How to prove and interpret $\operatorname{rank}(AB) \leq \operatorname{min}(\operatorname{rank}(A), \operatorname{rank}(B))$?

Let $A$ and $B$ be two matrices which can be multiplied. Then $$\operatorname{rank}(AB) \leq \operatorname{min}(\operatorname{rank}(A), \operatorname{rank}(B)).$$

I proved $\operatorname{rank}(AB) \leq \operatorname{rank}(B)$ by interpreting $AB$ as a composition of linear maps, observing that $\operatorname{ker}(B) \subseteq \operatorname{ker}(AB)$ and using the kernel-image dimension formula. This also provides, in my opinion, a nice interpretation: if non-stable, under subsequent compositions the kernel can only get bigger, and the image can only get smaller, in a sort of loss of information.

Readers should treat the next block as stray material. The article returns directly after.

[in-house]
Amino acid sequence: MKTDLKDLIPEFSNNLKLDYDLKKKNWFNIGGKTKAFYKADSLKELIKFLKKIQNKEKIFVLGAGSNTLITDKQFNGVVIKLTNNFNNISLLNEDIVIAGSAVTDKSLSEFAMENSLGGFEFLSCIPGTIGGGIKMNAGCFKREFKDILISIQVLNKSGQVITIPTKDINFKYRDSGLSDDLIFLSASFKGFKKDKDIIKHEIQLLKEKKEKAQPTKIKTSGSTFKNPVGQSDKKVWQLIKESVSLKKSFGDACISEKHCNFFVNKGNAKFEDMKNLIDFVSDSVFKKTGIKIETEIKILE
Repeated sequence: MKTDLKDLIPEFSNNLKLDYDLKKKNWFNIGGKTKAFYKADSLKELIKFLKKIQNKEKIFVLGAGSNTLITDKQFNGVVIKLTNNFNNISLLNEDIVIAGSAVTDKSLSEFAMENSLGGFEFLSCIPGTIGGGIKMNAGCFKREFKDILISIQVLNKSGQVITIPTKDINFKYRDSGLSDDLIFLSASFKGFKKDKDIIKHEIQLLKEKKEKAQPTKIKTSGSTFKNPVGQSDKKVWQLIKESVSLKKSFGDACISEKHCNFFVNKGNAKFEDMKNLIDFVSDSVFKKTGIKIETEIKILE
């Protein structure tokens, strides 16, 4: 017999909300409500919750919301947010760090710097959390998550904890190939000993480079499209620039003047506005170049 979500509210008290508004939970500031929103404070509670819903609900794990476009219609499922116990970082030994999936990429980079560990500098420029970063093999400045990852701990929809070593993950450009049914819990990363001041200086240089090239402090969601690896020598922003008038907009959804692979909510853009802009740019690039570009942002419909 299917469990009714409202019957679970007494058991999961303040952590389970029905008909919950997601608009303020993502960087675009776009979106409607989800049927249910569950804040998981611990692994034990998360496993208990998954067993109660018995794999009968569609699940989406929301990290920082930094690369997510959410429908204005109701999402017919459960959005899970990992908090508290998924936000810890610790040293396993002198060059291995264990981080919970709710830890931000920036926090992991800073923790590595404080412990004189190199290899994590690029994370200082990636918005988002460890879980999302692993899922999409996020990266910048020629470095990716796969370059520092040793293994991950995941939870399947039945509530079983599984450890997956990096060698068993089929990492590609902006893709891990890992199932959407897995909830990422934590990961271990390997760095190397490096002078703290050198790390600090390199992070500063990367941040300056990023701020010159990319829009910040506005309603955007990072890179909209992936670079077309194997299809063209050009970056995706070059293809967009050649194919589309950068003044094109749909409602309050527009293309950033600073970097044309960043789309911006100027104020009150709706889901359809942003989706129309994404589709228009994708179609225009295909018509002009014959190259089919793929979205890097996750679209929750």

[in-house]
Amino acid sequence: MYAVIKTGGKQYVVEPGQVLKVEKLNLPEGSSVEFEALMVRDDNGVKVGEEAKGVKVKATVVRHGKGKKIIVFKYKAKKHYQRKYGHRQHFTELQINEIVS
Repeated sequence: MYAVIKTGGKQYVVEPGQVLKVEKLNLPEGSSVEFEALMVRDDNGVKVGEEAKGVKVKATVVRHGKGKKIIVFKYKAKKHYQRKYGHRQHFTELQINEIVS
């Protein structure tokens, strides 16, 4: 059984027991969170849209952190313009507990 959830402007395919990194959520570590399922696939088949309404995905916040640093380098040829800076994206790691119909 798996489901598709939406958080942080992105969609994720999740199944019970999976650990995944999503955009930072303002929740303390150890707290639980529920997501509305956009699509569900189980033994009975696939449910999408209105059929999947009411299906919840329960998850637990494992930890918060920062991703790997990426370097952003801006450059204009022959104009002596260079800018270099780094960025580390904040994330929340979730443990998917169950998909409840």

How do you manage $\operatorname{rank}(AB) \leq \operatorname{rank}(A)$? Is there a nice interpretation like the previous one?

Answer

Yes. If you think of A and B as linear maps, then the domain of A is certainly at least as big as the image of B. Thus when we apply A to either of these things, we should get “more stuff” in the former case, as the former is bigger than the latter.

Attribution
Source : Link , Question Author : Community , Answer Author : Kevin H. Lin

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